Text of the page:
Lastly, above all, make sure your dog actually has an interest in the outdoors. I'm sure if you're reading a guide to hiking with dogs you probably already have a good idea that your dog enjoys the outdoors, but it's worth mentioning.
Many dogs are excited by going outside and playing, but there are some that find themselves less than enthused by it.
Affirm that your dog has a vested interest in going outside and playing.
You wouldn’t want to end up having to drag him or her up and down trail hills.
What Should You Pack for a Hike With Your Dog?
Aside from the basic necessities like food and water, you'll need to pack a few other essentials to make sure your hike is as safe as possible.
Although you don't want too much weight in your pack, there are certain things that will be worth adding.
One such essential is your first-aid kit with dog-specific items.
Dogs and humans can’t use all of the same first-aid products.
While dogs can use antiseptic wipes and adhesive tape, they can only have coated aspirin.
According to the Humane Society, other items that should be packed in the doggy kit include:
- gauze pads
- a self-clinging bandage that sticks to itself but not to fur
- cotton swabs or pads
- ice packs
- hydrogen peroxide to induce vomiting in an extreme emergency
- rectal thermometer
- blunt-end scissors
Though this sounds like a lot, it won’t weigh too much and if it’s packed appropriately, it won’t take up an overly large amount of space either.
Speaking of space, providing a dog with its own backpack will help you a great deal when you are hiking with your dog.
They'll be able to carry most of their own supplies leaving your pack lighter and easier to manage.
Obviously, if your pooch is a teacup breed and could fit in a backpack of their own they won't need to heft their own bag, but medium and large breeds are more than capable of carrying a doggy backpack.
Choosing a pack that fits your dog well will ensure that the trip is smooth.
In addition to not packing more than one-third of your dog’s body weight onto his back, you should also choose a pack that won’t cause chafing or blistering.
You want your dog’s hike to be as fun as possible and incurring wounds because of the pack you put on him would be very painful and make it hard for him to walk with you.
Other things to include in your dog's pack (or your own if you choose not to fit your dog with a backpack) are:
- A leash and collar; even if your dog is walking off-leash you never know when you may need to control him.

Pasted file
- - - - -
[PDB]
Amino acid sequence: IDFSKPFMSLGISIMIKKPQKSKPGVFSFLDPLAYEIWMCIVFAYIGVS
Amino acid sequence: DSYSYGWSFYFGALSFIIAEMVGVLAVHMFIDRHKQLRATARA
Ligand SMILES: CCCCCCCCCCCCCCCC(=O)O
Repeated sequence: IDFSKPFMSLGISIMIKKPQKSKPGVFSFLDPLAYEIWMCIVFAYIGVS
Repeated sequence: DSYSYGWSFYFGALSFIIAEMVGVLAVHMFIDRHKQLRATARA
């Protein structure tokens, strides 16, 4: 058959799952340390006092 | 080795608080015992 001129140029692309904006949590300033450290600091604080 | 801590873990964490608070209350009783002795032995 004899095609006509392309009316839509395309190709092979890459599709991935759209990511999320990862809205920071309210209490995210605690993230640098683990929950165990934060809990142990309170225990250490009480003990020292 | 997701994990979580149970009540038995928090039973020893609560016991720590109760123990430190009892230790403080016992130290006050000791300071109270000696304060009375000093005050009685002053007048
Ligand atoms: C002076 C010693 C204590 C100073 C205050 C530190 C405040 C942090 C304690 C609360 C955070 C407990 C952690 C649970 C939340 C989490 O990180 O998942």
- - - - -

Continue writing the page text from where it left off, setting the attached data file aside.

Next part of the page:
- food and bowl
- water and bowl
- bug spray
- dog waste bags
- dog boots
Things to Consider When Hiking With Dogs
Now that it’s time to hike, pick a dog-friendly hiking trail.
Some parks don’t allow dogs in.
Find a trail that not only permits dogs to hike with owners but also has nice trails that look appropriate for a dog to be on (no jagged rocks).
Before going hiking, feed your dog a little extra.
An hour before hiking, give your dog a small serving of food.
This will keep him energized throughout the hike.
It’s similar to a human ingesting a protein shake or bar before they exercise—no one wants to work out on an empty stomach, dogs included.
Bring treated water with you so that the dog doesn’t drink out of any bacteria-filled rivers or streams.
Let him drink every 20-30 minutes. You should also offer him food every two hours.
Just like you, your dog will burn more calories on a hike than during a normal day at home.
He will need to eat more calories to keep his energy level up throughout the hike.
If you're interested in hiking frequently with your pet you may want to purchase some dog supplies that are specifically geared toward the outdoors.
We've written about some excellent outdoor dog products including:
- UPet Dog Tent
- Zip & Go Pet Bed
- Portable water bowl that folds flat
- Canine flotation device
When you’re hiking with your dog, you will find that the preparation paid off.
Hiking is a great bonding activity for dogs and their owners.
With preparation and foresight, it’ll certainly be a rewarding experience.
Every dog loves a little variation in his playtime.
If you want, you can even bring toys with you so that your dog can take a break and play fetch during the hike.
Keeping playtime interesting with your dog is a way to prolong his or her life and make sure that they are as happy as possible.
Also, going outside does wonder for both human and canine health and spirit. Hiking is an activity that not only bonds you and your dog together; it also makes you both healthier.
Following this guide to hiking with dogs will ensure that you have fun and stay safe.